The committee concluded that it was “confident” that such informal cooperation between gardaí and the PSNI would continue.

However, it stressed that formal agreements regarding access to EU security instruments are essential for the effective policing of the border, especially with regard to extradition arrangements.

“Here, perhaps more than in any other aspect of security cooperation, the negotiations should not be treated as a zero sum game, but as an opportunity to develop a partnership that will benefit both sides,” it states.

“(The lack of engagement) worsens an already precarious security and intelligence situation on the island,” security consultant Tom Clonan told

Cabinet meeting Theresa May, pictured yesterday at Westminster Abbey Stefan Rousseau / PA Images Stefan Rousseau / PA Images / PA Images

It erodes capacity for all-island coordination in routine and intelligence-led policing. It further frustrates a full return to normal policing on the island and is a boon to dissidents and so-called organised criminals in both jurisdictions here.

The issues surrounding border security are being handled from an Irish point of view by the Department of Justice. A request for comment had not yet been responded to at the time of publication.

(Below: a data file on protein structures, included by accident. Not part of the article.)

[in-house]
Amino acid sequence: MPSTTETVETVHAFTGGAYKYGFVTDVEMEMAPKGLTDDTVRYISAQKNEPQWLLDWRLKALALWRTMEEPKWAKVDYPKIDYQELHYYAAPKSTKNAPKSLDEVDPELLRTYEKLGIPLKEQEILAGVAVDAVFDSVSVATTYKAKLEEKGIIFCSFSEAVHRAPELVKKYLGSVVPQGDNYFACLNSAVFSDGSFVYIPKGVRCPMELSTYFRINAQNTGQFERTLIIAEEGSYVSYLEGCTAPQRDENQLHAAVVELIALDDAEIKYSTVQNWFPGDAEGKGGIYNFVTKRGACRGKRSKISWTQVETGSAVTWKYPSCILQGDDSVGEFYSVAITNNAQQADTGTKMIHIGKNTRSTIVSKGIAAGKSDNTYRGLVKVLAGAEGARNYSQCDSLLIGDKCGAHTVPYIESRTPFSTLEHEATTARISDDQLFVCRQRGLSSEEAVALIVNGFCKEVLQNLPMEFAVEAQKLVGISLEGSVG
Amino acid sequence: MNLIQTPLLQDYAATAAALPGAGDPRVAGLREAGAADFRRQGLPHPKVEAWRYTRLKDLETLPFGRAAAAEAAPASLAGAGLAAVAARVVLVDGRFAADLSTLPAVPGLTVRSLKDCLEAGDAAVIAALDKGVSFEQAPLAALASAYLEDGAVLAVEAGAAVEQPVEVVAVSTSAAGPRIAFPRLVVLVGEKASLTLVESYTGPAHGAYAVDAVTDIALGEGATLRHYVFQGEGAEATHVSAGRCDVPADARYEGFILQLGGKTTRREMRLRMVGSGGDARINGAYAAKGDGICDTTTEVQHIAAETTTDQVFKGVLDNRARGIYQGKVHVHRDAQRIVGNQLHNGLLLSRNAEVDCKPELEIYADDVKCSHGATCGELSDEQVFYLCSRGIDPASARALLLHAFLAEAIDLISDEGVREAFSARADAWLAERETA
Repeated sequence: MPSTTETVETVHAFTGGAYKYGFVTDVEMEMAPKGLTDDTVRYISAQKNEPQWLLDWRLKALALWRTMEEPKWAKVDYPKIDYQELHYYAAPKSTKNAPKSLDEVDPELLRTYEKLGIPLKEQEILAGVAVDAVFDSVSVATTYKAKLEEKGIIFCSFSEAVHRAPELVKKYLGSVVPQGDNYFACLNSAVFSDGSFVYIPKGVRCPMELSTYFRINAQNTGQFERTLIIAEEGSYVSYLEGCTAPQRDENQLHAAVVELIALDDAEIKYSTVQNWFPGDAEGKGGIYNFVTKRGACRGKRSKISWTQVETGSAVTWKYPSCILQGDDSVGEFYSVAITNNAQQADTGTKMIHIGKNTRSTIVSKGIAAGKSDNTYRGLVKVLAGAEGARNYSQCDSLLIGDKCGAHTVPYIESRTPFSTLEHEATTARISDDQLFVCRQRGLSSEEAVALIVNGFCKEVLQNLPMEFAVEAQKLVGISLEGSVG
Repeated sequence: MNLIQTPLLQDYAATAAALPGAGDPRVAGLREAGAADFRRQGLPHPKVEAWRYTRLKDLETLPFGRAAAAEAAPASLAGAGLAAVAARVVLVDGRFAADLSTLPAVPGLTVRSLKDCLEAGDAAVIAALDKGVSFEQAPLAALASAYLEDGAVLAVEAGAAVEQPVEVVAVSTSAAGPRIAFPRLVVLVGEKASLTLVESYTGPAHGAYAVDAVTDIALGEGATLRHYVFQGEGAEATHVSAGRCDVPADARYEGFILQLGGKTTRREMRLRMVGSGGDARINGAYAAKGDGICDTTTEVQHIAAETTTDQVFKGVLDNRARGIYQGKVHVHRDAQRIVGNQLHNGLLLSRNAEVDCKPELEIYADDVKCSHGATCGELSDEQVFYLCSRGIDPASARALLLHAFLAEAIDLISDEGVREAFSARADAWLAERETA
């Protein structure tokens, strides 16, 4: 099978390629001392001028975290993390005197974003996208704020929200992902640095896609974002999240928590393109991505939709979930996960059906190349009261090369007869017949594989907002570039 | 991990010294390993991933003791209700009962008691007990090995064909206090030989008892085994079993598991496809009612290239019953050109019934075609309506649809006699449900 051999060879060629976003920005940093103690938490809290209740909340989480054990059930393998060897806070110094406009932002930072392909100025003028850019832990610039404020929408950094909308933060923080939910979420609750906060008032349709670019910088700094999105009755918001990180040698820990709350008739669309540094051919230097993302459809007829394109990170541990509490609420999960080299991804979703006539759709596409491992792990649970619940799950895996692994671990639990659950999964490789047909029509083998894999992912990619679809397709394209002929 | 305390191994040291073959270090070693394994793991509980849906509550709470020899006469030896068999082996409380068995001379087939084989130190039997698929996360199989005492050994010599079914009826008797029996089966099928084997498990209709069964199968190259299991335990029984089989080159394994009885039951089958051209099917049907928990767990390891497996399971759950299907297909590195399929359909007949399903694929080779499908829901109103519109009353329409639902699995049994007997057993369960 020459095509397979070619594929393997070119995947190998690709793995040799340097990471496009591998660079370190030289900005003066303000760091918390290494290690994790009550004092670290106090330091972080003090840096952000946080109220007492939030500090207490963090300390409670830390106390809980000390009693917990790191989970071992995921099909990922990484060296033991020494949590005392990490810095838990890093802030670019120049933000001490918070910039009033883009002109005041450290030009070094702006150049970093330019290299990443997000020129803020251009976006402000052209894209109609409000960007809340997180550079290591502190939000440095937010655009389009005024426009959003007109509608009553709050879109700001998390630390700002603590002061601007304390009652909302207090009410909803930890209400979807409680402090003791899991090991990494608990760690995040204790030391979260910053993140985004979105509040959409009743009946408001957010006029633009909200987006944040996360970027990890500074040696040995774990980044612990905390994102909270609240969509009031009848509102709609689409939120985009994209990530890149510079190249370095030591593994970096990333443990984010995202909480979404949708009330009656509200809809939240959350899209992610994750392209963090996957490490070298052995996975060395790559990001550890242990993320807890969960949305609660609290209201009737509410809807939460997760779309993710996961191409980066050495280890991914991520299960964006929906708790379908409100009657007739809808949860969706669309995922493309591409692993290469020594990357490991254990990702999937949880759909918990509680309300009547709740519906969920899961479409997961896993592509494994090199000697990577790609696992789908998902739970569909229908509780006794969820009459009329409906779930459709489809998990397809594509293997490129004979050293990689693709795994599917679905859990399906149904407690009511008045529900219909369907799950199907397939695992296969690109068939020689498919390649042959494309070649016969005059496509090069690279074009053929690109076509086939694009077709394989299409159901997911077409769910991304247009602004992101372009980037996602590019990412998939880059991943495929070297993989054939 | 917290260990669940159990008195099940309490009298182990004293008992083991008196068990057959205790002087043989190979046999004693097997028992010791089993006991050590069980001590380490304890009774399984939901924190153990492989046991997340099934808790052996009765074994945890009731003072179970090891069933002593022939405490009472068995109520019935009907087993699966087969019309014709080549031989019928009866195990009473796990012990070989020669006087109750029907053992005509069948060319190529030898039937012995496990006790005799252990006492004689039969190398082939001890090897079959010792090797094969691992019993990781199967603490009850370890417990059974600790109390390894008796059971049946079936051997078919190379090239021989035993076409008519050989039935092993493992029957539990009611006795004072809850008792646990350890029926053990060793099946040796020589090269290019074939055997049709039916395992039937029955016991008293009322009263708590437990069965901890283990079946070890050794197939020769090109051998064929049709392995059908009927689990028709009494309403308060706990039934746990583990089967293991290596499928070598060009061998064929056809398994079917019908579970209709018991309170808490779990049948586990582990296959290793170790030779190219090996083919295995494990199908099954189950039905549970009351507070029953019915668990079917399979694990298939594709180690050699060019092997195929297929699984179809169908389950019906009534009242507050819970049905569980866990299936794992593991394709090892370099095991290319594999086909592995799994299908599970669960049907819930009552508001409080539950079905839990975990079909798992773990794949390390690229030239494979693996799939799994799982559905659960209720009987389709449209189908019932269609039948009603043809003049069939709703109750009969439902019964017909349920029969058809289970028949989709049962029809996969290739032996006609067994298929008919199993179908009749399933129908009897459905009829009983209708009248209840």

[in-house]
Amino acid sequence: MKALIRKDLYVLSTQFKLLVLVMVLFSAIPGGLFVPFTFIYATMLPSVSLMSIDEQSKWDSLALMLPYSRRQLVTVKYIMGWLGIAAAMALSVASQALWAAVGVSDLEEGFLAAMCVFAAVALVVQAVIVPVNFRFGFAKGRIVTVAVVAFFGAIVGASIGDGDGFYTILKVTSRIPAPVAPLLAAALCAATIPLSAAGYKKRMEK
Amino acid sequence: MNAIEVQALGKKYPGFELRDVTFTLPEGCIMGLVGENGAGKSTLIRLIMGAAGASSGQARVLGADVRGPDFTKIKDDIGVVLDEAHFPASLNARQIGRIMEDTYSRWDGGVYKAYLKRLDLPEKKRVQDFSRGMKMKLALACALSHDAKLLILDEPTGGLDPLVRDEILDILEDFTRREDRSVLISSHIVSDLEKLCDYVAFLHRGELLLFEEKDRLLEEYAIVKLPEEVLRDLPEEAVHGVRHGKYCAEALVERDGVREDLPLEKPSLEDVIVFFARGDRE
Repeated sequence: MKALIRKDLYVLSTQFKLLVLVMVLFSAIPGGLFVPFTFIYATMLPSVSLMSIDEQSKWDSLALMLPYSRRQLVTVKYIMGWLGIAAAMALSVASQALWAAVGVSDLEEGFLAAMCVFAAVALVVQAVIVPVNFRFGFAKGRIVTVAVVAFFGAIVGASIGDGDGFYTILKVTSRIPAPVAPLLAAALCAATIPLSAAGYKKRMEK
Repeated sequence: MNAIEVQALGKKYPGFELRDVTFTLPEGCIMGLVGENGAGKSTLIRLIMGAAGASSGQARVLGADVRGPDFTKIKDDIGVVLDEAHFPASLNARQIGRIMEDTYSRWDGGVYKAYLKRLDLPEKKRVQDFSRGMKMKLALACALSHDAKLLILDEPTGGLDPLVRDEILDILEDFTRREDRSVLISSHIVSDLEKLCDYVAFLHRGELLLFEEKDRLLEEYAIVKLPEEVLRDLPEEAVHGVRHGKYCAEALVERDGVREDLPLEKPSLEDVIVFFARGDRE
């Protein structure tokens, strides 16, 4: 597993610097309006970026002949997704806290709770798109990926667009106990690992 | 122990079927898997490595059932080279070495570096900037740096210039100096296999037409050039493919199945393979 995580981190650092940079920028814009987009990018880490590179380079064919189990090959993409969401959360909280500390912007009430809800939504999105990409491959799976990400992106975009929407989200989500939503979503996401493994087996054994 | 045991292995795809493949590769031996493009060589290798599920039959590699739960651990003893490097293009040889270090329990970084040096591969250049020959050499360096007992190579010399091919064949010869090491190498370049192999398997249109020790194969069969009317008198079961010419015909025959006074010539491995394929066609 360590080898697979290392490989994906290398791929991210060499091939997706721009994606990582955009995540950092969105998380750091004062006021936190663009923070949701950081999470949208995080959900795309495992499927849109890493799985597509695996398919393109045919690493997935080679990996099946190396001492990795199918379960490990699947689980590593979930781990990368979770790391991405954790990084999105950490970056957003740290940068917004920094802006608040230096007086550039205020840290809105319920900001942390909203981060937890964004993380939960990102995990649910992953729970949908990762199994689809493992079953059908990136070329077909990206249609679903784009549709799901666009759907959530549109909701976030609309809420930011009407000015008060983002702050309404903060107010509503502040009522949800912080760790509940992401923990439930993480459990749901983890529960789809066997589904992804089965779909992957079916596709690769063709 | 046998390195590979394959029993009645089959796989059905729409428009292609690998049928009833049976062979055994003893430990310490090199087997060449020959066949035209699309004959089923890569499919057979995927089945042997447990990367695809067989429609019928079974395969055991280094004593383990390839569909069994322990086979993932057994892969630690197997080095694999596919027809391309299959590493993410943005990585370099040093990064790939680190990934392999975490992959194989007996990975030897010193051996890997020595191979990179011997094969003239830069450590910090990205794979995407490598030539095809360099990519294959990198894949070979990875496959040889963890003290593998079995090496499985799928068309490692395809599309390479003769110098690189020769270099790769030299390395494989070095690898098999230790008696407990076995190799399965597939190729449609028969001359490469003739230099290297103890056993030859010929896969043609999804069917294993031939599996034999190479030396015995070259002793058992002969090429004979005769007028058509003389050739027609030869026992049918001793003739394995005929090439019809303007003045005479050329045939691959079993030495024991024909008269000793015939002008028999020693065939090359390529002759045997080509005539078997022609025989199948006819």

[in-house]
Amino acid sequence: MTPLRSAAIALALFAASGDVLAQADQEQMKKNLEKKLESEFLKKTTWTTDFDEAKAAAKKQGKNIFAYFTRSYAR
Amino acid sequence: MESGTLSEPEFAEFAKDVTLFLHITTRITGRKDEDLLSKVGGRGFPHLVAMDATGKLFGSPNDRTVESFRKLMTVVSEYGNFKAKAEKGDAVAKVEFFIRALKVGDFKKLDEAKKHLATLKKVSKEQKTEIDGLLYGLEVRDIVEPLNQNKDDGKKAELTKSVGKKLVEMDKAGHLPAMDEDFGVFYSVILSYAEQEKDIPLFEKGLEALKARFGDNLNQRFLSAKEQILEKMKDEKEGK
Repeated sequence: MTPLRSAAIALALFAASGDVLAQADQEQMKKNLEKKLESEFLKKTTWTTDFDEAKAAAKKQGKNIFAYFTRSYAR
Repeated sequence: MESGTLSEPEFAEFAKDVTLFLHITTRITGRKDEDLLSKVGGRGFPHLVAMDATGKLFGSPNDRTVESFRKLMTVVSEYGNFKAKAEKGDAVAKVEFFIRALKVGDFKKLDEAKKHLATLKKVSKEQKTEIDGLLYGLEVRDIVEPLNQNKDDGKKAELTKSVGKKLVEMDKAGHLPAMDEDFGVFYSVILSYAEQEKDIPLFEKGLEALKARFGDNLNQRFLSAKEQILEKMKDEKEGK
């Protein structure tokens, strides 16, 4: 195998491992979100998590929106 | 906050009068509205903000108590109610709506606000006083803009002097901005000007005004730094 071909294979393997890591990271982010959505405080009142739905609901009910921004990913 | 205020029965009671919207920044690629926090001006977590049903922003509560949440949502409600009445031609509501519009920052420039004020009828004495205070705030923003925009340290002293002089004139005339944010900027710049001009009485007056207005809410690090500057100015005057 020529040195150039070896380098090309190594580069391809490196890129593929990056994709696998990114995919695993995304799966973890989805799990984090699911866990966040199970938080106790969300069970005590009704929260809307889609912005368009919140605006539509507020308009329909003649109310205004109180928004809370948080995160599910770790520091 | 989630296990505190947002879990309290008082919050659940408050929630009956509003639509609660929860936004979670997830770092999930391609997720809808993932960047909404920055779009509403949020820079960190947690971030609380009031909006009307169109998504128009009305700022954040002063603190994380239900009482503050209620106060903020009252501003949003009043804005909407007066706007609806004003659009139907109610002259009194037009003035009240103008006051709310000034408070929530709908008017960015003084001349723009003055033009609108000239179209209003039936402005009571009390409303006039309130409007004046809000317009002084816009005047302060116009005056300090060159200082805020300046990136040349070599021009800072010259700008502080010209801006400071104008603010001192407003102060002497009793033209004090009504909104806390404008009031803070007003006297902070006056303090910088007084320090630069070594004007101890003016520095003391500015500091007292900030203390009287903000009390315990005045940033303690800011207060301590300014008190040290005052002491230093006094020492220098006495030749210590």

Other conclusions

The report also states that, given the lack of engagement thus far, ‘pragmatic compromises’ need to be made on both sides.

It calls on both the UK and EU to change their mindsets ‘urgently’ to achieve the ‘over-riding objective of protecting the safety of citizens post-Brexit’.

Regarding the UK government’s ambitions for security cooperation, it says that there is ‘no evidence that sufficient progress has been made’, and opines that ‘it is unlikely that such a treaty can be agreed in the time available’, ie before 29 March next year, when Britain will officially leave the EU.

By turns it’s harshly critical of Britain’s performance on the security issue, remarking that if the UK wishes to maintain access to EU databases (UK police forces accessed the Schengen Information System II, a criminal-tracking database, 539 million times in 2017) and the expertise of agencies like Europol, it must ‘be willing to be flexible’.

“The EU has given little indication that it will be prepared to negotiate a bespoke treaty,” the report states. “The (British government) therefore needs to show realism about what it can achieve in the time remaining. If a comprehensive treaty cannot be agreed, a series of ad hoc security arrangements could help to ensure the level of cooperation we need.”

“It’s time for pragmatic compromises, on the UK side, and also on the EU side,” said Lord Jay of Ewelme, chairman of the committee.

Red lines won’t save people’s lives – getting agreement on effective police and security cooperation will.

“If a hard Brexit follows with a hard border, these developments amount to something of a perfect storm in defence, intelligence and policing terms,” Clonan meanwhile says of the Irish situation.

That represents a threat to our fragile peace process.